Mueenuddin builds up his reader’s hope for his characters, only to vindictively strip all hope away in the end. In ‘Saleema’, a young woman and her drugged-up husband move to the cramped servant quarters of the Harouni estate. The woman, Saleema, is the daughter of a prostitute mother and a heroin addicted father seeking for herself a better life. As a maid for the Harouni’s, she meets Rafik, a gentle and reserved valet. Saleema hopes that their affair can somehow make of her an honest woman. Before Rafik, “her love affairs had been so plainly mercantile transactions that she hadn’t learned to be coquettish. But that little hopeful girl in her awoke now.”
The reader can’t help but root for the honest and wide-eyed (though admittedly shrewd) Saleema, but it’s not long before she winds up drug-addled and dead herself, her child with Rafik begging “in the streets, one of the sparrows of Lahore”.
In Other Rooms, Other Wonders is partly an exploration into the harsh realities of a modern-day society still bound by class. If this had been Cinderella, most of Mueenuddin’s stories would have ended halfway through, but instead, in his Pakistan, happiness is usually short-lived. Like Husna and Saleema, his characters end up learning a harsh lesson: you can move up or down the ladder, but in the end, motion in Pakistan is only horizontal.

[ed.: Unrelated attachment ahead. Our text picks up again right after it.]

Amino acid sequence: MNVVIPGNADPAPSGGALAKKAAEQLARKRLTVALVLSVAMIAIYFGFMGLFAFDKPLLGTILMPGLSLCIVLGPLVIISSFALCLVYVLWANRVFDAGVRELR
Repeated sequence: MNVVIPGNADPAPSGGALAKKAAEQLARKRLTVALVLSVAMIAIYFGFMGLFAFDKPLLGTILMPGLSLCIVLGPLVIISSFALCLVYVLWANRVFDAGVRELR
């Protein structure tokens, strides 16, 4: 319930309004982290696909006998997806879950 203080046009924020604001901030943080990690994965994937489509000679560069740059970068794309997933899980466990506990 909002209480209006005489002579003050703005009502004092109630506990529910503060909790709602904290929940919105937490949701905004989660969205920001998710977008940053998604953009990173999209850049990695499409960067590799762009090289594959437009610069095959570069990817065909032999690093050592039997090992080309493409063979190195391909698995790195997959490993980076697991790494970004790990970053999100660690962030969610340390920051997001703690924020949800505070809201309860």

The collection is, in the tradition of Balzac’s original Comƒ©die humaine, eight stories bound together by the common thread of the moneyed KK Harouni’s household and extended family. Characters reappear throughout the book — sometimes on the main stage, and sometimes as a side note. Set in the Pakistani district of Punjab, Mueenuddin’s stories follow the lives of the rich and powerful Harouni family and its employees — from the managers, drivers, gardeners, cooks, and servants to the patriarch’s young, traveled nephew in Paris.